By Bob DifleyThe southwestern deserts have spectacular sunsets nearly every night, abundant long views, clear air, lots of open space, warm days, refreshingly cool good-for-sleeping nights, a bonanza of wildflowers in the Spring--but little water. When the summer cloudbursts come, the deluge is so fast that little soaks in, running off through normally dry washes, sometimes causing flash floods. the winter light rains soak in, just enough to trigger the wildflowers, but not enough to fill reservoirs or RVers water tanks.
Like the cacti that store water in their fleshy pulp and dispense it as needed, creosote that sends roots out far from the main plant to gather all the moisture that falls within its root area, and birds and animals the know where to find all the tinajas (rock catchments that hold pools of rain water--see photo below), desert boondockers also need to learn how to conserve their water supplies, a Darwinian adaptation to the dry desert climate that is necessary for survival. The following tips will help you get the most out of your water supply:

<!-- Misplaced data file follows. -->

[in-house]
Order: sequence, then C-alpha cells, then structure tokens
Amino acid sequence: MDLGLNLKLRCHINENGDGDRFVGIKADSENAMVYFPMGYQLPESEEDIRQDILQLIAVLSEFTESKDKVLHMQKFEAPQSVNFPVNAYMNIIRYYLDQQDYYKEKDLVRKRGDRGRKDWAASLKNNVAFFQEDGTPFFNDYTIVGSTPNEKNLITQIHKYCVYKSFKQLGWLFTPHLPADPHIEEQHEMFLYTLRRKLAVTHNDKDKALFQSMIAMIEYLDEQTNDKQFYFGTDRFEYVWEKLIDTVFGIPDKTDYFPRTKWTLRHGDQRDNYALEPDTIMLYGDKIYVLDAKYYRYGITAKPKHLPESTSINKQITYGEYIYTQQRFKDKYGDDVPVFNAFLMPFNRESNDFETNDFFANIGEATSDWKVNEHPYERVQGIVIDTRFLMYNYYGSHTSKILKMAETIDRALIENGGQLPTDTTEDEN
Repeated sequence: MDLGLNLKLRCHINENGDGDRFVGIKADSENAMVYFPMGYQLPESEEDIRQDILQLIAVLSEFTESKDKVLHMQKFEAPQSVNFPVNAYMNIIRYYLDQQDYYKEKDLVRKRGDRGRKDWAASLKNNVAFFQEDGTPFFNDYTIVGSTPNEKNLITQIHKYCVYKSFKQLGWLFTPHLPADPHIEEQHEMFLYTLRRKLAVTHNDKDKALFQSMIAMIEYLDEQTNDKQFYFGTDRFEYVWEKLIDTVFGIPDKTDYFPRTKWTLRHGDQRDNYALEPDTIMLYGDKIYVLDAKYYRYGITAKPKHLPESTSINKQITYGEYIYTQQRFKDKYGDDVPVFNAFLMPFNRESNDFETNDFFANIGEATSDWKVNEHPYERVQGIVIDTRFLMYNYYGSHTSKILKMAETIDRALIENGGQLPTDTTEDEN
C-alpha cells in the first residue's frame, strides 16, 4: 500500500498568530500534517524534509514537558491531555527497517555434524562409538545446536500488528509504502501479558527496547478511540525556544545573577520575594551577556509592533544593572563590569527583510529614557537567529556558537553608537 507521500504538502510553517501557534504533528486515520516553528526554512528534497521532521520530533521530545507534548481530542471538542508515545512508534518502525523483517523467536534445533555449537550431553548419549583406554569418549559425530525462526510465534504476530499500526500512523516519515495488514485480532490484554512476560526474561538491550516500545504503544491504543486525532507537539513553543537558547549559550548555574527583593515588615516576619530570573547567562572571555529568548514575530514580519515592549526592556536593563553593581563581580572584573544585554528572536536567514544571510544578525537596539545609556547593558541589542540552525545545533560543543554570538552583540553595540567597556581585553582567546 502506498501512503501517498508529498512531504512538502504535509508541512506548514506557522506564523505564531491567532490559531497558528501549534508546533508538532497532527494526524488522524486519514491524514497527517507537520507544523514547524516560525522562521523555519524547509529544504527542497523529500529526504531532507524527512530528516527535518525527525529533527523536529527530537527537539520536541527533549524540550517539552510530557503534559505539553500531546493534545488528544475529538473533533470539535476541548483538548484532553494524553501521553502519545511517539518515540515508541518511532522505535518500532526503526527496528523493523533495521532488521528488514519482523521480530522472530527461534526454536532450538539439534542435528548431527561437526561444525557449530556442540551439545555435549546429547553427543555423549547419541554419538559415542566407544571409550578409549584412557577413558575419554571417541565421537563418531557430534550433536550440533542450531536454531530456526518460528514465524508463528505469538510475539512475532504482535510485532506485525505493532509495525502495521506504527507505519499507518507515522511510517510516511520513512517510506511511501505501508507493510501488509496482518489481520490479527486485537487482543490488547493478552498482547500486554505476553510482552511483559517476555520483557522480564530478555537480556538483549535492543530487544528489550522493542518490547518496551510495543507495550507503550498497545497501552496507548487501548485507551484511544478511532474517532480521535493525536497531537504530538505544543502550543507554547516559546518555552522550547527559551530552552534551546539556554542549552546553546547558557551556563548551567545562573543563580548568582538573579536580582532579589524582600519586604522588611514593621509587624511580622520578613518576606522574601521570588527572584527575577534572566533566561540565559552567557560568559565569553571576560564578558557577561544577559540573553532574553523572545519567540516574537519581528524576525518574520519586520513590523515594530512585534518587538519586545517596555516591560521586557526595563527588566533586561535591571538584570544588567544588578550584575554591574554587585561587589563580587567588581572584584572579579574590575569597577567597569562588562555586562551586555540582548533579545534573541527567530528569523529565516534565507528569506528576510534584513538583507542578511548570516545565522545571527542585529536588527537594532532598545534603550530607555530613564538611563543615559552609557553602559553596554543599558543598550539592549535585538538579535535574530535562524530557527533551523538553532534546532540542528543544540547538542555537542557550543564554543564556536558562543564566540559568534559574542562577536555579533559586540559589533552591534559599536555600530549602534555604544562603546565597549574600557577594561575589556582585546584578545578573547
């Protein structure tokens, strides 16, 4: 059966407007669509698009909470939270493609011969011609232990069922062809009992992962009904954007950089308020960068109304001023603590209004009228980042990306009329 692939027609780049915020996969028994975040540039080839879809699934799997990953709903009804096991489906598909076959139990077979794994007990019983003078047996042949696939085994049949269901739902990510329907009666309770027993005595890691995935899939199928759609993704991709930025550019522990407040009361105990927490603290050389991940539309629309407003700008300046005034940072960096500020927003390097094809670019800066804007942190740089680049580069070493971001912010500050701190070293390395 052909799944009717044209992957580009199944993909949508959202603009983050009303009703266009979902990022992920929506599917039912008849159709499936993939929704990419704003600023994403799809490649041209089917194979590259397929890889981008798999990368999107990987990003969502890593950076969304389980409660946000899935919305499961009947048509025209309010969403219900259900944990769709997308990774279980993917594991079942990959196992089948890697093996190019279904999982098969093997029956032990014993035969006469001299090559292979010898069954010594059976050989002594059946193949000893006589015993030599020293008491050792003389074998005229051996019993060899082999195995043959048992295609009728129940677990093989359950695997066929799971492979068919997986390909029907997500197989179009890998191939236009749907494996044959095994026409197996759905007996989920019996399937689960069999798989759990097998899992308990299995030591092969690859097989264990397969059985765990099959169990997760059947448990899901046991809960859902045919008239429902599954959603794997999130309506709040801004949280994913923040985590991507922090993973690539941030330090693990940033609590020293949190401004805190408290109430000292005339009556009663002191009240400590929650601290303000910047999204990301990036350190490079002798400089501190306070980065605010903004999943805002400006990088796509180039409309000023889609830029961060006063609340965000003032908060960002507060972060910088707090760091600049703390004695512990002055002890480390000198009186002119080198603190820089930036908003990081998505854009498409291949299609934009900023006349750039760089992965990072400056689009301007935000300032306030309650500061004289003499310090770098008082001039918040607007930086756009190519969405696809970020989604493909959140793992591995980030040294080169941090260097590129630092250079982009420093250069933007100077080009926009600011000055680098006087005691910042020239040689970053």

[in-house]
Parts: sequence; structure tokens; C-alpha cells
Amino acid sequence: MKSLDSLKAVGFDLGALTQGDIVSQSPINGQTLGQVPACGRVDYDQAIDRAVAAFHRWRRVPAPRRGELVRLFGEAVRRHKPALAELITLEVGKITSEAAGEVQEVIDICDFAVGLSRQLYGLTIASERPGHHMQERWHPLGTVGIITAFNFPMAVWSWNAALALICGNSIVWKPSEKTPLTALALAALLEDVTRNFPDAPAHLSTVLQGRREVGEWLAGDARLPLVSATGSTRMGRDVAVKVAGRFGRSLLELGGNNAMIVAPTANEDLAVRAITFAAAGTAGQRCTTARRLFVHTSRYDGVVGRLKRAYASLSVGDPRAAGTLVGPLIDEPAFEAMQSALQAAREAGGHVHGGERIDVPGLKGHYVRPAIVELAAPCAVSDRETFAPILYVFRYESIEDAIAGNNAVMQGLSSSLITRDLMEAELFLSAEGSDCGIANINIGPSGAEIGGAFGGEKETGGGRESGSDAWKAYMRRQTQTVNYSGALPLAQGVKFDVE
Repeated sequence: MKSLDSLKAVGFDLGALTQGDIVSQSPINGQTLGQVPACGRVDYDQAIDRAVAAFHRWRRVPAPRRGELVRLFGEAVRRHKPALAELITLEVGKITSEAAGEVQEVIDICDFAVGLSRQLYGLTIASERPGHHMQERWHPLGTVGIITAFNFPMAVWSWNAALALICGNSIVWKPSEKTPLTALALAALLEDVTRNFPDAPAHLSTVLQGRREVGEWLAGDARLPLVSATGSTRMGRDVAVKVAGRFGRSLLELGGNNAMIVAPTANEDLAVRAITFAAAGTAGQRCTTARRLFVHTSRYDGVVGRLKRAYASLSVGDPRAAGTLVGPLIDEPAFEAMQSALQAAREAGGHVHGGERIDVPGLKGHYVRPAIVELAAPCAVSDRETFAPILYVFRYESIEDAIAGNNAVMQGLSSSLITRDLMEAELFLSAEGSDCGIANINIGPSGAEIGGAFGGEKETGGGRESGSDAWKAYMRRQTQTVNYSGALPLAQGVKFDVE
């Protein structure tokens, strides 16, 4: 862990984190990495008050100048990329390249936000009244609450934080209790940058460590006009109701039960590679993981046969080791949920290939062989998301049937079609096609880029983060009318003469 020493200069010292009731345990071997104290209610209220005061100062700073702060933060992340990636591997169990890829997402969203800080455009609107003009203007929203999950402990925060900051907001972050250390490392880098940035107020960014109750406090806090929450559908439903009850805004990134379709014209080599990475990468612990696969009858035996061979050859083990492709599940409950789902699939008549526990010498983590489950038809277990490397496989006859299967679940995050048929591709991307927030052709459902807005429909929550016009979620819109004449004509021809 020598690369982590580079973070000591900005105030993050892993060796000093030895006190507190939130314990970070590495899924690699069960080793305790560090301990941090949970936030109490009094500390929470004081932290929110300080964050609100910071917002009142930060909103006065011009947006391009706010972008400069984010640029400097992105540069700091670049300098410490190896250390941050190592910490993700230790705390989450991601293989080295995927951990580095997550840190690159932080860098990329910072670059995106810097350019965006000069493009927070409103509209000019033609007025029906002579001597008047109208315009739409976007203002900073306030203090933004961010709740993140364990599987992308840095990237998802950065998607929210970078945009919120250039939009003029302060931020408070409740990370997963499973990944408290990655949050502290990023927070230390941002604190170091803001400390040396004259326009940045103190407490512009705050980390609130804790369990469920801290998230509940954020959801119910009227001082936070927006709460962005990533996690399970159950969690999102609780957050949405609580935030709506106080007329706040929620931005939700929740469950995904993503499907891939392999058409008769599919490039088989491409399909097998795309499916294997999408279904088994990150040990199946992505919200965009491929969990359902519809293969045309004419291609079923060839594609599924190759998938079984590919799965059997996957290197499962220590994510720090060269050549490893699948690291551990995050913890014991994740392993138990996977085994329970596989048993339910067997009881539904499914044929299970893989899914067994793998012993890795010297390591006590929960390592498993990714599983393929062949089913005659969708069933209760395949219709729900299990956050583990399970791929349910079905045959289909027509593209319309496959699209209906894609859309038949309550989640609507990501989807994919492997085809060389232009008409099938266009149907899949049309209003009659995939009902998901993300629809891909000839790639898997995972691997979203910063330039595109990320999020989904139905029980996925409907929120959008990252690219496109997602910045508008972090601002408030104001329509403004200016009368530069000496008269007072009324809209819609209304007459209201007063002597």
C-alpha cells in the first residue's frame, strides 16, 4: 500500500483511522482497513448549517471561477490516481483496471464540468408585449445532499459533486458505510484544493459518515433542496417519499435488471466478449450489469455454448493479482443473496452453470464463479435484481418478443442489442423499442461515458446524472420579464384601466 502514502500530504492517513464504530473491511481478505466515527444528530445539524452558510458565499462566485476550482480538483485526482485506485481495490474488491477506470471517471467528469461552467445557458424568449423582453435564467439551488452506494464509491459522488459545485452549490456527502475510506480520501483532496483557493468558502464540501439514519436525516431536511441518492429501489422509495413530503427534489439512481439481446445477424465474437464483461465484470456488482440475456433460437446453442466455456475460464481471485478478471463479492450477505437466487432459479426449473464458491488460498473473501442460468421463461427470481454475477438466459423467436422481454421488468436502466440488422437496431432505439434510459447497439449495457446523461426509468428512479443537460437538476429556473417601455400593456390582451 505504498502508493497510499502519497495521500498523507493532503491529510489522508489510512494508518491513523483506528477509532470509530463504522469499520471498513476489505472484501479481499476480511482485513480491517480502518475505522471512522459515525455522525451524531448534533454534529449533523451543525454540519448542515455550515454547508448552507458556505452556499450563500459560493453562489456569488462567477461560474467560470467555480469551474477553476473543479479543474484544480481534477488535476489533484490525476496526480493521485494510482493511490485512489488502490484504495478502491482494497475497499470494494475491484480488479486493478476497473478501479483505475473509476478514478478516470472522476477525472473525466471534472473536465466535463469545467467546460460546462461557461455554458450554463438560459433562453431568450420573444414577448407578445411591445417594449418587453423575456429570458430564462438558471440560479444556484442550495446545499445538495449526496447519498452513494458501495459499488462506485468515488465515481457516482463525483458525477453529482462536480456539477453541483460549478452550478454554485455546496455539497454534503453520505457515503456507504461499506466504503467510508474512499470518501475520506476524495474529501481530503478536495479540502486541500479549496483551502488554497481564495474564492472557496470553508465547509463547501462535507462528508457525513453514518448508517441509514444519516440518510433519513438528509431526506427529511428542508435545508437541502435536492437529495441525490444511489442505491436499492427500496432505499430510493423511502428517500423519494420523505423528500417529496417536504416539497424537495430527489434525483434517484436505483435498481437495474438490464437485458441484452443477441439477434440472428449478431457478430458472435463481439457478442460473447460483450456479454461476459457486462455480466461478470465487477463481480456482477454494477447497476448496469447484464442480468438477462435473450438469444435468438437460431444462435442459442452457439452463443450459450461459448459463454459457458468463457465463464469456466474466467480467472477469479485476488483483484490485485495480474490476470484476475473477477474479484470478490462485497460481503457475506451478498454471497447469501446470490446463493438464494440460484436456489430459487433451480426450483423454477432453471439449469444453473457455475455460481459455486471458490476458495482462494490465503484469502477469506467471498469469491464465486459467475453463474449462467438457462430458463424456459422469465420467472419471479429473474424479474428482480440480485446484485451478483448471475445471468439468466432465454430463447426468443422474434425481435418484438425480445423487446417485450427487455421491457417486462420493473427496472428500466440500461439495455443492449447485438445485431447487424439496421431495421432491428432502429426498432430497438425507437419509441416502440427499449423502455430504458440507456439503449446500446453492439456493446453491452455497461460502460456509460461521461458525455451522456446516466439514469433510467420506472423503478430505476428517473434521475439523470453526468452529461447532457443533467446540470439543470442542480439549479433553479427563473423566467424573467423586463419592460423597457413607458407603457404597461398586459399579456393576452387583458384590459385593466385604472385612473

- Fill Jerry jugs or collapsible bladders to pour or pump into your water tank as your main supply diminishes. Carry in your tow vehicle and fill when near a water source.
- When showering or washing hands, turn water on to wet yourself. Turn off and soap. Turn
- on to rinse.
- Save shower water into a plastic bucket or dishpan while waiting for it to heat up and use for rinsing dishes or flushing toilet.
- Wipe food bits off dishes with paper towel before washing to keep dishwater clean. Wash dishes in dishpan, not under running water. Rinse in separate dishpan of clean water. Use rinse water to flush toilet or water thirsty plants.
- Use low flow shower and faucet nozzles. Turn faucets only half on when using.
For a complete guide to boondocking, see my eBook, BOONDOCKING: Finding the Perfect Campsite on America's Public Lands on right side of this page.